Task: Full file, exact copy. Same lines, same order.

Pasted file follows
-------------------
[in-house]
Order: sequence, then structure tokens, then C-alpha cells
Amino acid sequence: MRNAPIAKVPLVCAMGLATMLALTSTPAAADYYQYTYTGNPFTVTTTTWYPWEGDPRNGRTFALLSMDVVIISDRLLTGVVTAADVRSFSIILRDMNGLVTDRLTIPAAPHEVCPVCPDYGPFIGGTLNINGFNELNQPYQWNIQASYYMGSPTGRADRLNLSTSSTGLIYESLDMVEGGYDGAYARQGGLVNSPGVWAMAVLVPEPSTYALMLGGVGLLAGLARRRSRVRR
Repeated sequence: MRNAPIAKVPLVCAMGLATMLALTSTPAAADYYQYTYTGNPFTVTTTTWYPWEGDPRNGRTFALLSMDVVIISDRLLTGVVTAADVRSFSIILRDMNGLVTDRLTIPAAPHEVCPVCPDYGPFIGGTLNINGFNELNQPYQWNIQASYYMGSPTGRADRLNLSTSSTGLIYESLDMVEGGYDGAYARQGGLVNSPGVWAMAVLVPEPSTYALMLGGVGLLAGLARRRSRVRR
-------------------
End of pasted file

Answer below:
[in-house]
Order: sequence, then structure tokens, then C-alpha cells
Amino acid sequence: MRNAPIAKVPLVCAMGLATMLALTSTPAAADYYQYTYTGNPFTVTTTTWYPWEGDPRNGRTFALLSMDVVIISDRLLTGVVTAADVRSFSIILRDMNGLVTDRLTIPAAPHEVCPVCPDYGPFIGGTLNINGFNELNQPYQWNIQASYYMGSPTGRADRLNLSTSSTGLIYESLDMVEGGYDGAYARQGGLVNSPGVWAMAVLVPEPSTYALMLGGVGLLAGLARRRSRVRR
Repeated sequence: MRNAPIAKVPLVCAMGLATMLALTSTPAAADYYQYTYTGNPFTVTTTTWYPWEGDPRNGRTFALLSMDVVIISDRLLTGVVTAADVRSFSIILRDMNGLVTDRLTIPAAPHEVCPVCPDYGPFIGGTLNINGFNELNQPYQWNIQASYYMGSPTGRADRLNLSTSSTGLIYESLDMVEGGYDGAYARQGGLVNSPGVWAMAVLVPEPSTYALMLGGVGLLAGLARRRSRVRR